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The most impressive sculptures at Polonnaruwa are the colossal Buddha images carved on the face of granite boulder at the temple now called Polonnaruwa Gal Viharaya, which was called Uttarramaya in during the kings time. There are four figures to be found at the site…
Polonnaruwa gal viharaya
Polonnaruwa, the 2nd most historical capital of Sri Lanka attracts a large number of foreign as well as local travellers’ every day. Polonnaruwa is also a UNESCO world heritage site and home to many dozens of historical monuments. The monument of Polonnaruwa is well preserved compared to the monuments of Anuradhapura; it is mainly because the most monuments of Anuradhapura are more than a thousand years older than the monuments of Polonnaruwa. Polonnaruwa Gal Vihara is an invention of King Parakramabahu, who had been one of the most impressive Kings of Sri Lanka.
Polonnaruwa was the seat of Sinhalese royalty in more than occasion during the eighth to tenth century centuries, and the chronicles refer to religious edifies founded in the city before it became the centre of administration in the eleventh century. Of these buildings, however, hardly any remains exist today. The earlier edifies, no doubt, became dilapidated due to the natural causes or suffered during periods of foreign invasions and civil strife before the eleventh century, and their materials were utilized in the buildings of a later date.
Statues of Gal Vihara
The most impressive sculptures at Polonnaruwa are the colossal Buddha images carved on the face of granite boulder at the temple now called Polonnaruwa Gal Viharaya, which was called Uttarramaya in during the kings time. There are four figures to be found at the site, a recumbent Buddha statue measures 46 feet, from head to toe and a standing figure (erroneously believed by some to be a representation of Ananda, a disciple of Buddha), is 23 feet in height.
There are 2 seated Buddha statues, the smaller within a shrine excavated into the rock. The large seated Buddha statue is shown against an ornamented background, called Thorana. It is believed that all four Buddha statues were originally inside a shrine and they were painted or gilt. The impression that they convey today to the visitors is, therefore, not quite the same as they did to worshippers in the ancient days.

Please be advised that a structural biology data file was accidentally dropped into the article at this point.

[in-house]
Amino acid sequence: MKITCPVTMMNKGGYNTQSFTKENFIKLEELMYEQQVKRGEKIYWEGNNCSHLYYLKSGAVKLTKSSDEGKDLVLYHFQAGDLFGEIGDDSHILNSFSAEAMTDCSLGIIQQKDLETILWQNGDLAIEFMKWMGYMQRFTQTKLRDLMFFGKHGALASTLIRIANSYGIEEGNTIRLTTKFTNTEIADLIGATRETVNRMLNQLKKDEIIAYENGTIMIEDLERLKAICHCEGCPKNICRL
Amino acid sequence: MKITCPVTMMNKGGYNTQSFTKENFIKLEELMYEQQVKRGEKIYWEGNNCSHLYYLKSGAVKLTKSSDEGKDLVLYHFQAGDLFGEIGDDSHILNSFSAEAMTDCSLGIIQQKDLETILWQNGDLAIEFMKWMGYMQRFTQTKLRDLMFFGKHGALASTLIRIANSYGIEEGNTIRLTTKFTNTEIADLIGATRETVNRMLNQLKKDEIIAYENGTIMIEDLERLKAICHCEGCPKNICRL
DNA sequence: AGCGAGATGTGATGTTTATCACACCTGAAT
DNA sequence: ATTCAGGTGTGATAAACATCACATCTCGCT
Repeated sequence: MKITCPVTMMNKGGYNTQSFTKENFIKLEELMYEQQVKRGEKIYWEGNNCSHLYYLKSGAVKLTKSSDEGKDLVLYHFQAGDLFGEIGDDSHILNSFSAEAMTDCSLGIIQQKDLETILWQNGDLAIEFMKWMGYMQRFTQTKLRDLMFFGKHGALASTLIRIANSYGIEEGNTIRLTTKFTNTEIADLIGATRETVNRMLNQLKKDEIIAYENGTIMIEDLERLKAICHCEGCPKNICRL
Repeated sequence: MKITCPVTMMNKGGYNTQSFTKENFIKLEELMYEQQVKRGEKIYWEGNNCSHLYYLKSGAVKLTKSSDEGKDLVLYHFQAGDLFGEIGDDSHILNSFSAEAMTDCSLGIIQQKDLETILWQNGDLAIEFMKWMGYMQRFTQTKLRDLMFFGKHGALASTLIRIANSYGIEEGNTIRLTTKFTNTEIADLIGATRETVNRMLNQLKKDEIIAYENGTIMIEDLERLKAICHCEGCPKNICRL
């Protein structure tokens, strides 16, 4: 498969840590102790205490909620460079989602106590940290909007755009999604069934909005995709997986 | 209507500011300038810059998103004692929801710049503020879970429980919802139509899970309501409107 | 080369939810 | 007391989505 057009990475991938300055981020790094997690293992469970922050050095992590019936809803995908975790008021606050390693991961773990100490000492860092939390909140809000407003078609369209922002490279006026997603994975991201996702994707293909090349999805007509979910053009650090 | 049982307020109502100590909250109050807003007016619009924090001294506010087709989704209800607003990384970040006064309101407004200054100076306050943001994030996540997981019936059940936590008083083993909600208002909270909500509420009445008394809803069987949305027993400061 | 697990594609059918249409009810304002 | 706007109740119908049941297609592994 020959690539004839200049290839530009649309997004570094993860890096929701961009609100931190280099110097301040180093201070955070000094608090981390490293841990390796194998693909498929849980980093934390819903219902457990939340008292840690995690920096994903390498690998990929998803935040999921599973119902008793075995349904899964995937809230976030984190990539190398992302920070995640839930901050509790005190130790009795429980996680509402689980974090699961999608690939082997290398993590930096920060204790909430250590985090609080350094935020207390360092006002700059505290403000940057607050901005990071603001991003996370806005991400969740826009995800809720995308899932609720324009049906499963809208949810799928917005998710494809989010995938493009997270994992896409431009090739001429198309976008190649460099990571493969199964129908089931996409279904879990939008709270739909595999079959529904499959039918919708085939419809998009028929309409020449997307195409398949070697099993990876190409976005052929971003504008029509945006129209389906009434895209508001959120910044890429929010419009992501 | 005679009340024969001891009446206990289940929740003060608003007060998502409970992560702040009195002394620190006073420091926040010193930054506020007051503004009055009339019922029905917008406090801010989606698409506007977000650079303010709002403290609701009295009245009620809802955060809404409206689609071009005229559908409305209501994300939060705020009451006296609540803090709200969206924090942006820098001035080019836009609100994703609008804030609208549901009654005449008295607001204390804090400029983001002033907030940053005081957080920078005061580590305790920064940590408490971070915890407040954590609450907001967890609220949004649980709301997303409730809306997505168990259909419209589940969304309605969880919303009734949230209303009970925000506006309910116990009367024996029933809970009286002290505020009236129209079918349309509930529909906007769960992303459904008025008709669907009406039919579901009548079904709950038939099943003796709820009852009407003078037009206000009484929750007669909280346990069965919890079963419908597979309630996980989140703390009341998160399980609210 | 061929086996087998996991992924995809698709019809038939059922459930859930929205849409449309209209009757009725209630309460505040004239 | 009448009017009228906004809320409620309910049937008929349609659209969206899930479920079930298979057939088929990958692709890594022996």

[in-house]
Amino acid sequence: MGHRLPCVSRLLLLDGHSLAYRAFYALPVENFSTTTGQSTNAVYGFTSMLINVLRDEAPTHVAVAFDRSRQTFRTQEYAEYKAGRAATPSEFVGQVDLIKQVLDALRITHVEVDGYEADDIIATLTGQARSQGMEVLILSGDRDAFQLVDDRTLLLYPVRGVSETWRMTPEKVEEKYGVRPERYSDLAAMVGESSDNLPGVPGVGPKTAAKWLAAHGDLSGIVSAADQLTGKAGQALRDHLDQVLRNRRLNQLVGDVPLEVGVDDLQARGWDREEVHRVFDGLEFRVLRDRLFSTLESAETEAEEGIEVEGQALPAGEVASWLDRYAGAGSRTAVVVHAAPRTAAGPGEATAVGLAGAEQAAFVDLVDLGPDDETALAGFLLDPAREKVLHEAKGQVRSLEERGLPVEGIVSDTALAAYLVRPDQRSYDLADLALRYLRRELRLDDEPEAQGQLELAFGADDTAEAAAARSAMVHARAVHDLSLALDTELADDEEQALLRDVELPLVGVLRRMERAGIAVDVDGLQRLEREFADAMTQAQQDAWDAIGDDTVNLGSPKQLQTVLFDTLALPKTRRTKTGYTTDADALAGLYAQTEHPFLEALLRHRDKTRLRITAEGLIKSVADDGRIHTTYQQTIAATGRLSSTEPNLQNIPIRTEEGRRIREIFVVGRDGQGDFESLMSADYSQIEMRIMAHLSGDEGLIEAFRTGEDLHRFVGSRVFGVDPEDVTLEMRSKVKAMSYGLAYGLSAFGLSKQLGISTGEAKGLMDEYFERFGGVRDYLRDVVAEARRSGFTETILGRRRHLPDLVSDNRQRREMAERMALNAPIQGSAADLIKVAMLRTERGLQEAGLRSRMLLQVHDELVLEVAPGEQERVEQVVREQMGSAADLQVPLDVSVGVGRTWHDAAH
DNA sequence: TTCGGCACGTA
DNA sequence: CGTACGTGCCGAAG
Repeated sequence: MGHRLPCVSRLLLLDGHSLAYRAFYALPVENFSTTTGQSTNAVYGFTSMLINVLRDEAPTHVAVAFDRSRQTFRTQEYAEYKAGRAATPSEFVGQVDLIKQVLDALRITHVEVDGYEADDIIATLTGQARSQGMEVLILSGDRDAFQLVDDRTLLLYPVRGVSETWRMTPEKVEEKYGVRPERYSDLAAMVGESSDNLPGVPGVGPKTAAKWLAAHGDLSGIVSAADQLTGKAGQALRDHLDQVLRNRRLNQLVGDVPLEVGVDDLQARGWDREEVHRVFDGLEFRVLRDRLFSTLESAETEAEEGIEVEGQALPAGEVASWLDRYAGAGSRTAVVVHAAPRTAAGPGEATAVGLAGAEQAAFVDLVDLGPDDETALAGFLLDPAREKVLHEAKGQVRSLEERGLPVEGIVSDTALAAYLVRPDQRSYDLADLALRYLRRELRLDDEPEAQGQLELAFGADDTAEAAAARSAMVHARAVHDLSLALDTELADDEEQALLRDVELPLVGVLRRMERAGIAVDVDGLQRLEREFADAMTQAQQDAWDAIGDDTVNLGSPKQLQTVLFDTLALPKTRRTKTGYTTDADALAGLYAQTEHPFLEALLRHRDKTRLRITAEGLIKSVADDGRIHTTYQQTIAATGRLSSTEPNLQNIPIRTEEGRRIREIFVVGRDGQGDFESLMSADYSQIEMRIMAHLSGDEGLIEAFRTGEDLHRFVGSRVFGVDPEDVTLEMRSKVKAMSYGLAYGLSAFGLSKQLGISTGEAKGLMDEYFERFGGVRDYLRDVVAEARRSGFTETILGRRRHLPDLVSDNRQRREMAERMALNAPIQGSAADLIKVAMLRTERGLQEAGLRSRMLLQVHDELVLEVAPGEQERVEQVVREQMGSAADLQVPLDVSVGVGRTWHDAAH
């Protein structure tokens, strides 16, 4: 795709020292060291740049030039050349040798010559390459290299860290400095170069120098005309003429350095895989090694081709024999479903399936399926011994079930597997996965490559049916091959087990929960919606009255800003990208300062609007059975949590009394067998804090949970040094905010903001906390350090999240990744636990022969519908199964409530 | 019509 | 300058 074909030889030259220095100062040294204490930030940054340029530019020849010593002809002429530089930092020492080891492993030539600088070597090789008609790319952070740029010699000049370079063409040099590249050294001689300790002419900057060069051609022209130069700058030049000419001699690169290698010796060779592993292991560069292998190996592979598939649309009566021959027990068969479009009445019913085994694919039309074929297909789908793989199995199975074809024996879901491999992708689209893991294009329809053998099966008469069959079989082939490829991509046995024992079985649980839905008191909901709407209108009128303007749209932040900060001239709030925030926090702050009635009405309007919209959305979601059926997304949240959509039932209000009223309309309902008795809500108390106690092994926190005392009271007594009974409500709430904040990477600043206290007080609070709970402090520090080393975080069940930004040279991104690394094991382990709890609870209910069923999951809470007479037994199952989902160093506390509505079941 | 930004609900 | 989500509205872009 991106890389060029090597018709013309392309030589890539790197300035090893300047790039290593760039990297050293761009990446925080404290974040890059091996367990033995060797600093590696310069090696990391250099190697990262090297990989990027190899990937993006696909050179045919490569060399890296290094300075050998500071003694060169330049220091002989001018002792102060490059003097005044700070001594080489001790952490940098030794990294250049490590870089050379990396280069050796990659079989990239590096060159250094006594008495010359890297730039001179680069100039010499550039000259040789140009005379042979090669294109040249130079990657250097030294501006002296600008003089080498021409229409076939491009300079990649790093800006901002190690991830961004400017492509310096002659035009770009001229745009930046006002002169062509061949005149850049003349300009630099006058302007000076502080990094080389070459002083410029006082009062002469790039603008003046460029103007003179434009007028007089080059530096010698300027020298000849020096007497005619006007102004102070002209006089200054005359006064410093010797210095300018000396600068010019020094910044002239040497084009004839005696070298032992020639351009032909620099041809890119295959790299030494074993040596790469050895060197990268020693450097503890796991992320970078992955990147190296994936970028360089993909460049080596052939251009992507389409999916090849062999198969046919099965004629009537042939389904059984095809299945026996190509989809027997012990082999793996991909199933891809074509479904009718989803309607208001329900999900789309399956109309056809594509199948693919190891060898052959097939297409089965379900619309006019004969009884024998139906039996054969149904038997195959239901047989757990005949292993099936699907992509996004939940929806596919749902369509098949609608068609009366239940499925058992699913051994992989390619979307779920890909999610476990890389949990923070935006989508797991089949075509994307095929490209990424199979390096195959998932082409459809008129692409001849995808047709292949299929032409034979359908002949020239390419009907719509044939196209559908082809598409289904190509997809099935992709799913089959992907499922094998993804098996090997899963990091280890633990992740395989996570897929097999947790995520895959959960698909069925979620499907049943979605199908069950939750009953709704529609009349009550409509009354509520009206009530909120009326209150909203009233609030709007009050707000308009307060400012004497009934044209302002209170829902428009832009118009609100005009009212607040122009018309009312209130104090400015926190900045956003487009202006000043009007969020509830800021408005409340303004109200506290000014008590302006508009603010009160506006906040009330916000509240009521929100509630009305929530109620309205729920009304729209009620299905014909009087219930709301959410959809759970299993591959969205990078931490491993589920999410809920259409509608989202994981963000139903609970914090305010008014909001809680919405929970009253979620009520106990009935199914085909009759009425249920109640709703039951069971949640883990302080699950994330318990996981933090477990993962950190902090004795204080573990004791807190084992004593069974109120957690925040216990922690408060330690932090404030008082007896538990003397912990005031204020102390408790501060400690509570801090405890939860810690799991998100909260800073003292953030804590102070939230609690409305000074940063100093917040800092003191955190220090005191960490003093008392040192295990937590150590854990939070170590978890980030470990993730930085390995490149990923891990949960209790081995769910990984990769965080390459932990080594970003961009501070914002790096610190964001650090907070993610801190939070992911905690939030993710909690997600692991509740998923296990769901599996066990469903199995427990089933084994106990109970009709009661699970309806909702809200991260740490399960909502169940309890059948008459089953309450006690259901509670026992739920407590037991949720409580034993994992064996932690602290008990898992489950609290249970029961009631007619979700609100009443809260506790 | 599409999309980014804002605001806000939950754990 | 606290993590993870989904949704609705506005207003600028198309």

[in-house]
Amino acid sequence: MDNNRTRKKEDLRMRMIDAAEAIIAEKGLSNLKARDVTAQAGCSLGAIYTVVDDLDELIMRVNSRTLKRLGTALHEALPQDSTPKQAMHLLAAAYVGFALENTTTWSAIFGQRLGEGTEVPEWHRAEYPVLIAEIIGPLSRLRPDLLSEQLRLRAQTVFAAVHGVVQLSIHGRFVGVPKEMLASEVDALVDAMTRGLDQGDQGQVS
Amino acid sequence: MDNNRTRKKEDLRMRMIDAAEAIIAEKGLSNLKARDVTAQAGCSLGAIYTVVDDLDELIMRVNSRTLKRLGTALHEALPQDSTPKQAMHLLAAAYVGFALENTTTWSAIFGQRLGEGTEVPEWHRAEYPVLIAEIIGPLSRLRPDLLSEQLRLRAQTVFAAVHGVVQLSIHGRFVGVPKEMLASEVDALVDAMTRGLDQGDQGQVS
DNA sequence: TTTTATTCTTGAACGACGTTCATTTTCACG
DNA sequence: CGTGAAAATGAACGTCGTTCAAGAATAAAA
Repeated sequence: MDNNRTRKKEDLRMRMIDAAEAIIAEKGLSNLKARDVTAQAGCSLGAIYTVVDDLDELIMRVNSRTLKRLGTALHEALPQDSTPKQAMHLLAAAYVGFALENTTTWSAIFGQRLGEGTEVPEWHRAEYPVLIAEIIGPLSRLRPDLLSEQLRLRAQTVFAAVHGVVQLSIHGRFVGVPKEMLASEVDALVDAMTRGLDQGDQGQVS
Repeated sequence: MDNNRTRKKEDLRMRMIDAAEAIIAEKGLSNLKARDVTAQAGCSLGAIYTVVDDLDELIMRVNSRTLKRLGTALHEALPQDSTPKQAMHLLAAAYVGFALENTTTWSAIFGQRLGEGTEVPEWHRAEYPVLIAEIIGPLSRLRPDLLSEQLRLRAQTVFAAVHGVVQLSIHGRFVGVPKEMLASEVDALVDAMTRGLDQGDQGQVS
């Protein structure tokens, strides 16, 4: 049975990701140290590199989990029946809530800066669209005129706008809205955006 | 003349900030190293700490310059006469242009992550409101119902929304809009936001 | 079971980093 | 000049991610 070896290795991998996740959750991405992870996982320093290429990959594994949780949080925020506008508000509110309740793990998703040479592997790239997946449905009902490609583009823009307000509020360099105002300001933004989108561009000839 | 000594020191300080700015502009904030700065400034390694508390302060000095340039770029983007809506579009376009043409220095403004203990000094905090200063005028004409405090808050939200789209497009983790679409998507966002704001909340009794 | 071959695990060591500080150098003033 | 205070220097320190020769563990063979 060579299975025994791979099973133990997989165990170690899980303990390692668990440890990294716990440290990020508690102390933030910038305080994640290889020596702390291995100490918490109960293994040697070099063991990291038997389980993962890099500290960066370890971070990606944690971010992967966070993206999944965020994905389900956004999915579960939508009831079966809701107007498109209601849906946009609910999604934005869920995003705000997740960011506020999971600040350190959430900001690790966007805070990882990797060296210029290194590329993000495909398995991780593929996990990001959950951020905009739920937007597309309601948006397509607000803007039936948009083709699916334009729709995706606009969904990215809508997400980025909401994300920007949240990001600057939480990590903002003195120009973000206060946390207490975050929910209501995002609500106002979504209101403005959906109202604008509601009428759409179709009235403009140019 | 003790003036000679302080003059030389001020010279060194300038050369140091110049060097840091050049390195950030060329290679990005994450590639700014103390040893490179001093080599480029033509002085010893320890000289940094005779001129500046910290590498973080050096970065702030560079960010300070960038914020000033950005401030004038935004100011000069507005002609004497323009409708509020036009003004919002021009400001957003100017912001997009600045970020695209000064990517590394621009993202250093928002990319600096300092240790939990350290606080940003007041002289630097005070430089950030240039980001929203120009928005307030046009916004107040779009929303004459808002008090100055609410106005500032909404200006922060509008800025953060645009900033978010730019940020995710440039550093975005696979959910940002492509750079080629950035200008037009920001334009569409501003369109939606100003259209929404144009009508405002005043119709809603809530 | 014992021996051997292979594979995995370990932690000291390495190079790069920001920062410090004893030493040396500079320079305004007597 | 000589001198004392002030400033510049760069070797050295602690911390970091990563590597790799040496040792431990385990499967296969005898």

The supramundane calm achieved by the conquest of the senses, the power which this gives rise to and the compassion embracing all beings, which is a consequence of the eradication of self, are suggested by the artist in a very effective manner, and these Buddha statues have to be reckoned among the greatest work achieved by the sculptors of old Ceylon.
The folds of the drapery of the Gal Vihara images are shown by parallel groves. A few rock-cut images in a cave in the nearby Alahana Pirivena complex (Buddhist teaching centre) are in the same style as the seated Buddha in the rock-cut shrine at Gal Vihara, suggesting those statues belong to the same period. The Buddha statues in Atadage and the images of Thuparama, which are of lime-stone, depict the folds of the robe as linear ridges. They may belong to a considerably earlier date.
How do I get there?
Gal vinharaya is to be found towards the far end of the Polonnaruwa ancient city. Usually, the visitors enter the historical site at the main entrance near the Siva devala No 1. After passing the main entrance checkpoint and Siva Devala No 1, you have to turn to left (the opposite direction Parakramabahu palace and the innercity) and then continue about 1 kilometre. Gal Viharaya or Uttraramaya is to be found at the far end of the road.
How much does it cost to visit gal vihara?
All visitors of Polonnaruwa ancient city has to buy the entrance ticket, which cost $25 per person and can be bought at the historical museum of Polonnaruwa. The same ticket can be used to see all the monuments in the historical city such as Parakramabahu palace, museum, Rankot vehera, Polonnaruwa Gal Viharaya.